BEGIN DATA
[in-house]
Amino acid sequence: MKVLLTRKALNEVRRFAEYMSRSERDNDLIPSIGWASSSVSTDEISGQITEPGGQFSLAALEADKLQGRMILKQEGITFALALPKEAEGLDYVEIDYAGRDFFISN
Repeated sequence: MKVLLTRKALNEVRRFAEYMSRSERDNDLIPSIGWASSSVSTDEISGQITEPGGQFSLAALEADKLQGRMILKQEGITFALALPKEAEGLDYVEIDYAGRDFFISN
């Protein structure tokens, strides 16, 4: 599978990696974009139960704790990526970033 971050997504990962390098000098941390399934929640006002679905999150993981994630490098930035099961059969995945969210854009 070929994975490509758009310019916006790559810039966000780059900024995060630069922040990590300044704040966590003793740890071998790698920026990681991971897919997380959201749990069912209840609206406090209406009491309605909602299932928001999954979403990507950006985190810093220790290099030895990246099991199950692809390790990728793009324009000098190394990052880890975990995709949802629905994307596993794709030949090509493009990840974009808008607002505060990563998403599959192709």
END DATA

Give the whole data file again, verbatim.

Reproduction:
[in-house]
Amino acid sequence: MKVLLTRKALNEVRRFAEYMSRSERDNDLIPSIGWASSSVSTDEISGQITEPGGQFSLAALEADKLQGRMILKQEGITFALALPKEAEGLDYVEIDYAGRDFFISN
Repeated sequence: MKVLLTRKALNEVRRFAEYMSRSERDNDLIPSIGWASSSVSTDEISGQITEPGGQFSLAALEADKLQGRMILKQEGITFALALPKEAEGLDYVEIDYAGRDFFISN
């Protein structure tokens, strides 16, 4: 599978990696974009139960704790990526970033 971050997504990962390098000098941390399934929640006002679905999150993981994630490098930035099961059969995945969210854009 070929994975490509758009310019916006790559810039966000780059900024995060630069922040990590300044704040966590003793740890071998790698920026990681991971897919997380959201749990069912209840609206406090209406009491309605909602299932928001999954979403990507950006985190810093220790290099030895990246099991199950692809390790990728793009324009000098190394990052880890975990995709949802629905994307596993794709030949090509493009990840974009808008607002505060990563998403599959192709």